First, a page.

LEXINGTON — Cedar Ventura was diagnosed at four months old.
"She was always a fussy baby," Cedar's mother, Emily Ventura, recalled. "We had her in and out of the doctor's office, and they couldn't ever really find anything wrong with her."
Within the first few months of her life, Cedar had an ear infection. She was prescribed a dose of antibiotics — nothing out of the ordinary — that she began to take. Then, while visiting family outside her hometown of Beattyville, Cedar "developed bruising on her back." Soon after, her shoulder swelled. The reactions were "nothing major," but they did not go away, either. Ventura proactively checked Cedar into a hospital for a checkup.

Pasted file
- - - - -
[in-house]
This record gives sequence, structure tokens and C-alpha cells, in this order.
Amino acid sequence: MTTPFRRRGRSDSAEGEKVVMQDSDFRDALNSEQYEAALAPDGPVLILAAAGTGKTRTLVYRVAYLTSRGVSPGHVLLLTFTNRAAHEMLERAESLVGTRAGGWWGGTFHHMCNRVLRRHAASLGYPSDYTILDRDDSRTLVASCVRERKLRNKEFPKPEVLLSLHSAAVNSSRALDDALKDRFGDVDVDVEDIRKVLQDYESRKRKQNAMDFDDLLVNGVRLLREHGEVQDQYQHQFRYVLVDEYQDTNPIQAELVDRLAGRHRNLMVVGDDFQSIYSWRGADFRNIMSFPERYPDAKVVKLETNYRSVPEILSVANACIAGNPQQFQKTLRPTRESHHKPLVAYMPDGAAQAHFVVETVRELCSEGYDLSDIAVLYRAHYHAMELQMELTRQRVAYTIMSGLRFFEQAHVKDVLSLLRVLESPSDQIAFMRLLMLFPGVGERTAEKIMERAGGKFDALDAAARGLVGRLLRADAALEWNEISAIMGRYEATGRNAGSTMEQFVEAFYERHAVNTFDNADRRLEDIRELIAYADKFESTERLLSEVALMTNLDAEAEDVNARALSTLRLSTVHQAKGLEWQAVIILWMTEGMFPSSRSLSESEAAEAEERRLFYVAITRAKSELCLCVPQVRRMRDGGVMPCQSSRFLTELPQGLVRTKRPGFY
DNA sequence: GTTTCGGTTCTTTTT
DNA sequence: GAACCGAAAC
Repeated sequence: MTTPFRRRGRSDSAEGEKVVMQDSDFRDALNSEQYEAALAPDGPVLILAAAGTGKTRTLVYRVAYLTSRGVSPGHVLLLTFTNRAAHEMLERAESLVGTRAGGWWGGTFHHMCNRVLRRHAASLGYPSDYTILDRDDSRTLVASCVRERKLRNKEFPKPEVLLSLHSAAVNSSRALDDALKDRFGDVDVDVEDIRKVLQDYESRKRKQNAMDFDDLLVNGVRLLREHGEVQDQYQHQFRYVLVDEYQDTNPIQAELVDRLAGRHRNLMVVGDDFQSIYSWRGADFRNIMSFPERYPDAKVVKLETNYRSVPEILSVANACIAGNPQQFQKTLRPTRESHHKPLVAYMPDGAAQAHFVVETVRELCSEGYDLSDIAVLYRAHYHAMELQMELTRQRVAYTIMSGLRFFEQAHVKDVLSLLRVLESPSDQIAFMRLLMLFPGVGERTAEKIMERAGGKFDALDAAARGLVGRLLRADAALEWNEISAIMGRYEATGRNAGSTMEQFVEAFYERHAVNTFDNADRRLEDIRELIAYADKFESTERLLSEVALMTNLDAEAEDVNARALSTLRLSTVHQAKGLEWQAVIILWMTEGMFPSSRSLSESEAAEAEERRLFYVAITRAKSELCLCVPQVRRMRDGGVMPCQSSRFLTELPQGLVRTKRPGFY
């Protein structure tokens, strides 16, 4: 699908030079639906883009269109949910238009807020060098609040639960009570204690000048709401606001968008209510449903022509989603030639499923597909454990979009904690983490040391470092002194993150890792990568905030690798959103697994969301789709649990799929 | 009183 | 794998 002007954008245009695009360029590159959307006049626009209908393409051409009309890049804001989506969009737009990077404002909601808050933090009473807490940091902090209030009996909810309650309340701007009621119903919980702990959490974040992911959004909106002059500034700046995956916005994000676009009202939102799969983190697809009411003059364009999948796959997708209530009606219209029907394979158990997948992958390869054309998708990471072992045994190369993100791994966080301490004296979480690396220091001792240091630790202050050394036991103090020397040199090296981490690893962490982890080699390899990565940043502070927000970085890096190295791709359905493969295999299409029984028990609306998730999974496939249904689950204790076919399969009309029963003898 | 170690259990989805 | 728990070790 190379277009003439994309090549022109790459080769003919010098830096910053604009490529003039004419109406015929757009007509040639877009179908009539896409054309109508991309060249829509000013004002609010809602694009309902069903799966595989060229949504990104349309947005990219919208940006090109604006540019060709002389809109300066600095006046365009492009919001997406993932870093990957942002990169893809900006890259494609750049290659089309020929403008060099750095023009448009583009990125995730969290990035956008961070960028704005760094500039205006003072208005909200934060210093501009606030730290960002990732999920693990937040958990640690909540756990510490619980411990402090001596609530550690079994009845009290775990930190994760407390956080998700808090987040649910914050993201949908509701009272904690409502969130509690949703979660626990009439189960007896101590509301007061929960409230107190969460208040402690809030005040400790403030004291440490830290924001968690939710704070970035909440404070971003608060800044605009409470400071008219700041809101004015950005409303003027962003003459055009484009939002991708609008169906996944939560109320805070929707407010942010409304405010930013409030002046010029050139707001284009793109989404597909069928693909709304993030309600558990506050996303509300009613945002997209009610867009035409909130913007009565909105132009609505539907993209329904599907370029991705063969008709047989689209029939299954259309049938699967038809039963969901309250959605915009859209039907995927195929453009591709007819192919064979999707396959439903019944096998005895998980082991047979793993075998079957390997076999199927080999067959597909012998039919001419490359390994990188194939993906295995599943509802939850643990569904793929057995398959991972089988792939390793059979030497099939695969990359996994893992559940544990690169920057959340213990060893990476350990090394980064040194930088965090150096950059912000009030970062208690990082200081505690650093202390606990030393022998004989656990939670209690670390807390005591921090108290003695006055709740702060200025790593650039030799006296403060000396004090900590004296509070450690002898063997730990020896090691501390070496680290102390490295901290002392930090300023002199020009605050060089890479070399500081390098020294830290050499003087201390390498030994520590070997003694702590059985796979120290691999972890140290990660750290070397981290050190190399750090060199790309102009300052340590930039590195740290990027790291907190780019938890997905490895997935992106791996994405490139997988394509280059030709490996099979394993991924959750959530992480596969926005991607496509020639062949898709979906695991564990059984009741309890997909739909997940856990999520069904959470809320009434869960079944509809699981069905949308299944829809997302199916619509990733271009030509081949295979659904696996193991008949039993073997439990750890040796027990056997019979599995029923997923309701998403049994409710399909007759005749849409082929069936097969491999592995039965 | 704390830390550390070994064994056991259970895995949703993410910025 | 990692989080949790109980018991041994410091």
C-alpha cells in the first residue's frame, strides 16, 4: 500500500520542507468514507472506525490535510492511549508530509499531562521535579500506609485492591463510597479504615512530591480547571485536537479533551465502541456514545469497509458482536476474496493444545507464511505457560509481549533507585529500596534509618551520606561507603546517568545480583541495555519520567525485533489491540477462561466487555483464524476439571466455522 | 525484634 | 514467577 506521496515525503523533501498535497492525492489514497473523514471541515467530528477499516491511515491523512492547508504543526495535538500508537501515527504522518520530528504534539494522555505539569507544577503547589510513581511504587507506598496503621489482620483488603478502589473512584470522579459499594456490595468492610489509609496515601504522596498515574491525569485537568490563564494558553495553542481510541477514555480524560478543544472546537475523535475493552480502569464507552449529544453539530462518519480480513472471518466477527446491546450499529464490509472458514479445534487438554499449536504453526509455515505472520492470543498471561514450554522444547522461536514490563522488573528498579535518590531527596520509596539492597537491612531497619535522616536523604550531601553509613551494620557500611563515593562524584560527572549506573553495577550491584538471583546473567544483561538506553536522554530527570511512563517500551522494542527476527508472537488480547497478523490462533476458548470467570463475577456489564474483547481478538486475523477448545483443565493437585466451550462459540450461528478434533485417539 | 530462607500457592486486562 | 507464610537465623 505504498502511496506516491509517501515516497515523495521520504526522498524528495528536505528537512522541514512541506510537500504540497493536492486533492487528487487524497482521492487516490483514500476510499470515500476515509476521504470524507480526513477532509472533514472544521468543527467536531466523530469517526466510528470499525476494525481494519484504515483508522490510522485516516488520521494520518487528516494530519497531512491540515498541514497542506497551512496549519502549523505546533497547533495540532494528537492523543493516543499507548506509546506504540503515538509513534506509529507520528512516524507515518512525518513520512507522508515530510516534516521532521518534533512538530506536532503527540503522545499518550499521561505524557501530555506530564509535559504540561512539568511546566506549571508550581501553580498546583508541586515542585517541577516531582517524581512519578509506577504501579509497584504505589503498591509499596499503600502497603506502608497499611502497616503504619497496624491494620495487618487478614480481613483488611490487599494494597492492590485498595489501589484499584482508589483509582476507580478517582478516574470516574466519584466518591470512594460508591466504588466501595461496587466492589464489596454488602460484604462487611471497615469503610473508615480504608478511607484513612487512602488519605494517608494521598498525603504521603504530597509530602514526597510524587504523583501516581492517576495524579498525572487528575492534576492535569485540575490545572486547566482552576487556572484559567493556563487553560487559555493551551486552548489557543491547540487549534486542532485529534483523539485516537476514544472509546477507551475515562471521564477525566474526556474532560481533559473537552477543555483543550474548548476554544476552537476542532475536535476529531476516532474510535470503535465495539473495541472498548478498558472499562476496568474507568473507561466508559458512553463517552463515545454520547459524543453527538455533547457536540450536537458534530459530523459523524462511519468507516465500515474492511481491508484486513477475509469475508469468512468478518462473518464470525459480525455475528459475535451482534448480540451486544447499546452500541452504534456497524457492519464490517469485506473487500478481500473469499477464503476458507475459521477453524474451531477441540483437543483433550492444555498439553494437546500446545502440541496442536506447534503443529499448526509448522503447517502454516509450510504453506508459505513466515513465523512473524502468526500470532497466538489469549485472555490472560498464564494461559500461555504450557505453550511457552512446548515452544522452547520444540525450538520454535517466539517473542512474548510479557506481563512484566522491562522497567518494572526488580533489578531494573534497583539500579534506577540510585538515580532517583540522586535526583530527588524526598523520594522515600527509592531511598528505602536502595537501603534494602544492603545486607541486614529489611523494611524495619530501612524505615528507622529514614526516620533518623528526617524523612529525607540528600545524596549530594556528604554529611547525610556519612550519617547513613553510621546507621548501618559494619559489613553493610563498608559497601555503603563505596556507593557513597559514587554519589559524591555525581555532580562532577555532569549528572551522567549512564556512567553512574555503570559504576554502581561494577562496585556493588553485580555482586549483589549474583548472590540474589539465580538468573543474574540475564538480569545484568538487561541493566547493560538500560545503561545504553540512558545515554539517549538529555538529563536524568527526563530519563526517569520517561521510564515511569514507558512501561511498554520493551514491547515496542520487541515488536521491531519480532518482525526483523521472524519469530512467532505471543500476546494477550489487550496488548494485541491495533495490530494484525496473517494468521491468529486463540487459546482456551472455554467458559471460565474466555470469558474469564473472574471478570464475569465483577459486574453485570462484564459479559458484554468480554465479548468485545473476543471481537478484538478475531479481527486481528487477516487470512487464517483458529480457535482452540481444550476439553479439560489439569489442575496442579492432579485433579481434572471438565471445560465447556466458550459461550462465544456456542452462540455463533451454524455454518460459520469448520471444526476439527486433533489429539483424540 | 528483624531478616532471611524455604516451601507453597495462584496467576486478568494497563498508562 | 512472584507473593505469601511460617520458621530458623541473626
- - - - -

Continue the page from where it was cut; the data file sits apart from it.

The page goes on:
"And she was pretty much right on the verge of going into liver failure. She was internally bleeding — which is where the bruising came from — and it wasn't apparent as to why," Ventura said.
After a few tense days in the pediatric care unit, Cedar was released, and her family was referred to a specialist in Cincinnati. About six weeks later, they were given a diagnosis.
"It was scary," Ventura said. "The doctor that came in said, 'Cedar has progressive familial intrahepatic cholestasis. What questions do you have?'"
They had many questions.
"'What does that mean? What is it? What does that mean for her life? Is it gonna get better? Is it not?'"
At the time, there was little public information about progressive familial intrahepatic cholestasis, or PFIC. On the day of the diagnosis, an entire team of physicians assisted in offering options for Cedar going forward. Ventura was still reeling.